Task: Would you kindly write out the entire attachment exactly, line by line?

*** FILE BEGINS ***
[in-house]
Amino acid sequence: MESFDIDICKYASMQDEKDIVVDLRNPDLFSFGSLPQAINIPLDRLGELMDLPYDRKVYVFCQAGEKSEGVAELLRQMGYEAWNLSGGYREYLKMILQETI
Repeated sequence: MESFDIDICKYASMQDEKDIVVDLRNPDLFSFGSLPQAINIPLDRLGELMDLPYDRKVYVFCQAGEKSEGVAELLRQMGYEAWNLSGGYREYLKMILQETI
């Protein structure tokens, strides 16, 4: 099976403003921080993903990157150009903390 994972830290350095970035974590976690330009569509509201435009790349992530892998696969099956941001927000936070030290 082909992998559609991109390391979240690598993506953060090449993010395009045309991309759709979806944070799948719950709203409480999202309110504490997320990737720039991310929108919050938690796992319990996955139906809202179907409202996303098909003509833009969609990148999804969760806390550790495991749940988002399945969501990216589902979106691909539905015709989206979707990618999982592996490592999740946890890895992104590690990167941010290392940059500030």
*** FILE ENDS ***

[in-house]
Amino acid sequence: MESFDIDICKYASMQDEKDIVVDLRNPDLFSFGSLPQAINIPLDRLGELMDLPYDRKVYVFCQAGEKSEGVAELLRQMGYEAWNLSGGYREYLKMILQETI
Repeated sequence: MESFDIDICKYASMQDEKDIVVDLRNPDLFSFGSLPQAINIPLDRLGELMDLPYDRKVYVFCQAGEKSEGVAELLRQMGYEAWNLSGGYREYLKMILQETI
């Protein structure tokens, strides 16, 4: 099976403003921080993903990157150009903390 994972830290350095970035974590976690330009569509509201435009790349992530892998696969099956941001927000936070030290 082909992998559609991109390391979240690598993506953060090449993010395009045309991309759709979806944070799948719950709203409480999202309110504490997320990737720039991310929108919050938690796992319990996955139906809202179907409202996303098909003509833009969609990148999804969760806390550790495991749940988002399945969501990216589902979106691909539905015709989206979707990618999982592996490592999740946890890895992104590690990167941010290392940059500030």